This Week I Learned - 2017 Week 27

Last week post or something from the archive.

One of the biggest item in my to-do list is getting closer to be checked off. If everything goes well, the pain in the butt for the past eight years will come to an end. It didn't work out the first time but I've learned my lessons when I went in for the second time. Will I ever do it again? Definitely. Without a doubt. But in a more manageable way.


You have too much shit. That what will happen if we fall prey to our own fears and deepest insecurities which lead to we hoarding insane amount of unnecessary stuff. Give, sell, share, digitize, fix, or destroy these stuff. This problem wouldn't exists if we don't buy stuff in the first place. However, living in the digital age, we also have another form of too much digital shit, some are due to data hoarding.


Contrary on what I said about not getting new stuff, I was thinking of getting another ThinkPad, for another more portable machine. X220 seems like a decent choice. It's relatively new, affordable, upgradable, and furthermore, almost waterproof, as shown in video below.



Who Americans spend their time with? (via Slashdot) Nothing unusual about this. As you age, the time you want to spend with your family (especially your partner) and yourself increases accordingly. Occasional happy hours with co-worker is acceptable to a certain point (you've spent more than 8 hours per day with them anyway), but most of the time, you just want to go home and be left alone.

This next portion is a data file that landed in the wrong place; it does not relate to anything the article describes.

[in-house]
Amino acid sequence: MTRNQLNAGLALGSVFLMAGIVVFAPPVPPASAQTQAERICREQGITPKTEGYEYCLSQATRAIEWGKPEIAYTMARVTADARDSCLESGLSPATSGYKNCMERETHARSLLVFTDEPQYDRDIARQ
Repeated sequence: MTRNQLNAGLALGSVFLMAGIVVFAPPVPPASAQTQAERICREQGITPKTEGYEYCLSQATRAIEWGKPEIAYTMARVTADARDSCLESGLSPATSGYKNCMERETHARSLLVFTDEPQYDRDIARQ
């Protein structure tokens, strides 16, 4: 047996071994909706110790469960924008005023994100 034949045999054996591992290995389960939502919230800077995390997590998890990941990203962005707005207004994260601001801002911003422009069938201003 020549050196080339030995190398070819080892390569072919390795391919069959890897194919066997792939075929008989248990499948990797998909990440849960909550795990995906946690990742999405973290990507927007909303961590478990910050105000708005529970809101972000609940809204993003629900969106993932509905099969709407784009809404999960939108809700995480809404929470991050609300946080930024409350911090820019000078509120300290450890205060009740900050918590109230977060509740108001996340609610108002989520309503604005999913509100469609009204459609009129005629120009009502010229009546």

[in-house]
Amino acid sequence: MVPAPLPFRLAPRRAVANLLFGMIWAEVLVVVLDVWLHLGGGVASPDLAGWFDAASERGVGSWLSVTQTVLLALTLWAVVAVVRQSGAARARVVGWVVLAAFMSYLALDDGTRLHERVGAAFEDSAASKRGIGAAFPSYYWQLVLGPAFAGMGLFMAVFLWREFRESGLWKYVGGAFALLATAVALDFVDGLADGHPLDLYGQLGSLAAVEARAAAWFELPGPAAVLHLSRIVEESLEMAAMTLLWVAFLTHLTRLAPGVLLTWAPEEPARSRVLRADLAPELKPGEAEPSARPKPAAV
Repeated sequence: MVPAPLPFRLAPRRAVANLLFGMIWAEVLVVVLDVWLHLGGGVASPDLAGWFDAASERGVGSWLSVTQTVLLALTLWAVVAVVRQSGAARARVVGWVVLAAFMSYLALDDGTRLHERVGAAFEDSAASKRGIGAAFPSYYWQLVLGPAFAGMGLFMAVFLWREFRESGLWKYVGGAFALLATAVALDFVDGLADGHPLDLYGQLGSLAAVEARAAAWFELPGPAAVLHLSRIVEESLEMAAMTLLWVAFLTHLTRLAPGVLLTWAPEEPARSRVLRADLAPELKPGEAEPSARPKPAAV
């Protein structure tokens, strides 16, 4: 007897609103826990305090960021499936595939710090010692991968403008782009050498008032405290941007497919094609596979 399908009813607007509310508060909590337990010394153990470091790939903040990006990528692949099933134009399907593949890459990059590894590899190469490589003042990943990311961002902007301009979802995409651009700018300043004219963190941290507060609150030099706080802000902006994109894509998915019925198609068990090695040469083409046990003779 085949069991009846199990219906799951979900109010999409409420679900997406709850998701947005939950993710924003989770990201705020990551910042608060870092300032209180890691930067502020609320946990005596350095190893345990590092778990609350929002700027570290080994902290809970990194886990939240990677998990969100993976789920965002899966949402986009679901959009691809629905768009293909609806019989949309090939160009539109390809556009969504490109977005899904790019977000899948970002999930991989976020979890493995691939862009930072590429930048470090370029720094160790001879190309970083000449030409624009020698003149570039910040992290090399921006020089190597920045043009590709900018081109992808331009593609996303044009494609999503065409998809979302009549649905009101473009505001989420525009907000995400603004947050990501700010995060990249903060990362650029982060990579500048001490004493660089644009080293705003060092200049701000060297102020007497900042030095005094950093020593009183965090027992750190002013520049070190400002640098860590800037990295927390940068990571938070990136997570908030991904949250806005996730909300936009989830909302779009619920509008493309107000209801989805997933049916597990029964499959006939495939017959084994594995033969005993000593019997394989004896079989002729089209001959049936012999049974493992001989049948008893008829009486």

How to read and understand a scientific paper: a guide for non-scientists. (via HN) It a long tedious process and normally you won't get it right the first time and may need to sleep to digest the information subconsciously. How I wish I've all the times to read up those pending research papers. Maybe I have the time and motivation for the second part of this year. Again, there is always this guide on How to Read a Book, which can be useful to apply to different reading materials.


What habits make a programmer great? Some said is the three virtues of a programmer, laziness, impatience, and hubris. However, on a personal level, basically is can be summarized by thisthis, and this comment. Nothing but take care of yourself, be healthy, sleep well, eat well, manage your stress. Never take any emotions from work back to home. What ever stays in the office, stays in the office. Generally, it can be applied to any professions.

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